The Nameless Castle eBook

Mór Jókai
This eBook from the Gutenberg Project consists of approximately 321 pages of information about The Nameless Castle.

But what could not be seen from the veranda of the manor was that a girlish form swam a little in advance of the boat.

Marie had proved an excellent scholar in the school of the hydriads.  Already after the fourth lesson she could swim alone, and sped over the waves as lightly and gracefully as a swan.

She did not need to wear a hat on these evening swimming excursions; her long hair floated unbound after her on the waves.  When the twilight shadows deepened, the swimmer would speed far ahead of the accompanying canoe.  She had lost all fear of the water.  The waves were her friends—­they knew each other well.  When she wished to rest, she would turn her face to the sky, fold her arms across her breast, and lie on the waves as among swelling cushions like a child in a rocking cradle.  And here she was allowed the full privileges of a child.  She shouted; called to the startled wild geese; teased the night-swallows, and the bats skimming along the surface of the lake in quest of water-spiders.  Here she even ventured to sing, and gave voice to charming melodies, which floated over the water like the sounds of an AEolian harp.

Many hours were spent thus on the lake.  The little maid never wearied of the water.  The protecting element restored to her nerves the strength which the stepmotherly earth had taken from them.  A promenade of a hundred steps would tire her so that she would have to stop and rest.  She had become unused to walking.  But here in the water she moved about like a Naiad; her whole being was transformed; she lived!  Then, when her guardian would call her, she would swim back to the canoe, clamber into it, and spread her long hair over his knees to dry while they rowed back to the shore.  Poor little maid!  She declared she had found happiness in the water.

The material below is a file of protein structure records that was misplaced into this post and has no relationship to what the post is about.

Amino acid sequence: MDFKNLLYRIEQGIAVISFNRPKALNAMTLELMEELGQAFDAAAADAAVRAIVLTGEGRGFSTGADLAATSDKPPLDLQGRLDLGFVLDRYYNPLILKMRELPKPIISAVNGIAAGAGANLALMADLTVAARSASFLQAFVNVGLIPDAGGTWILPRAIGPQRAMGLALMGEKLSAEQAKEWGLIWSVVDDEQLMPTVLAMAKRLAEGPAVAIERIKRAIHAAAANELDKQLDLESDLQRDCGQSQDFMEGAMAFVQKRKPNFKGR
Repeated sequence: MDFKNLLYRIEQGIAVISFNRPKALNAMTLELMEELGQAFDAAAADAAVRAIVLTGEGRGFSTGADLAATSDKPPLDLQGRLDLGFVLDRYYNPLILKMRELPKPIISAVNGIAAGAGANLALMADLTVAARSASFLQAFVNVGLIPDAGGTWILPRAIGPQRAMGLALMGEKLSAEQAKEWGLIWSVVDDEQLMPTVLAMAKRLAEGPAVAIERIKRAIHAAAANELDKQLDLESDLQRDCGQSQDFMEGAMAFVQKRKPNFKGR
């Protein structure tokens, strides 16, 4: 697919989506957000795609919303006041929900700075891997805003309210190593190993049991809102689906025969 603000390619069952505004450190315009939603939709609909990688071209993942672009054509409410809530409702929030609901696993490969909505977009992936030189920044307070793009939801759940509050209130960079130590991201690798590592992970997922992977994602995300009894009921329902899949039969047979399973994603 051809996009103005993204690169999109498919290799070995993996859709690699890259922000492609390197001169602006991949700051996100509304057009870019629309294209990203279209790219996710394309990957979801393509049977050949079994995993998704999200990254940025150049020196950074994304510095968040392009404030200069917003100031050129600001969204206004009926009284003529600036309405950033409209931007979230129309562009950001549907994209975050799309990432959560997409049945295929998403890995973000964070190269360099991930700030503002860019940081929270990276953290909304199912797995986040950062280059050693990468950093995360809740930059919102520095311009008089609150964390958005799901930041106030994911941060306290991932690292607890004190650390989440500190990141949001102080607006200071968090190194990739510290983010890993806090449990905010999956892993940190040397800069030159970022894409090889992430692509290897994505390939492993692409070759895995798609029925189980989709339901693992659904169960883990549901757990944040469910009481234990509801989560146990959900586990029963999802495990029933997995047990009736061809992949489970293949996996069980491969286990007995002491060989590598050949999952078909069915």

* * * * *

One evening, after the waning moon had risen, Ludwig’s canoe, as usual, followed Marie, who was swimming a considerable distance ahead.  Among the peculiarities of Neusiedl Lake are its numerous islets, the shores of which are thickly grown with rushes, and covered with broom and tall trees.  Such an island lay not far from the shore in front of the Nameless Castle; it had frequently aroused Marie’s curiosity.

The little maid was now permitted to swim as far out into the open world of waves as she desired, only now and again signaling her whereabouts through a clear-toned “Ho, ho!”

During this time Ludwig reclined in his boat, and while the waves gently rocked him, he gazed dreamily into the depths of the starry sky, and listened to the mysterious voices of the night—­the moaning, murmuring, echoing voices floating across the surface of the water.

Suddenly a piercing scream mingled with the mysterious voices of the night.  It was Marie’s voice.

Frantic with terror, Ludwig seized his oars, and the canoe shot through the water in the direction of the scream.

Project Gutenberg
The Nameless Castle from Project Gutenberg. Public domain.
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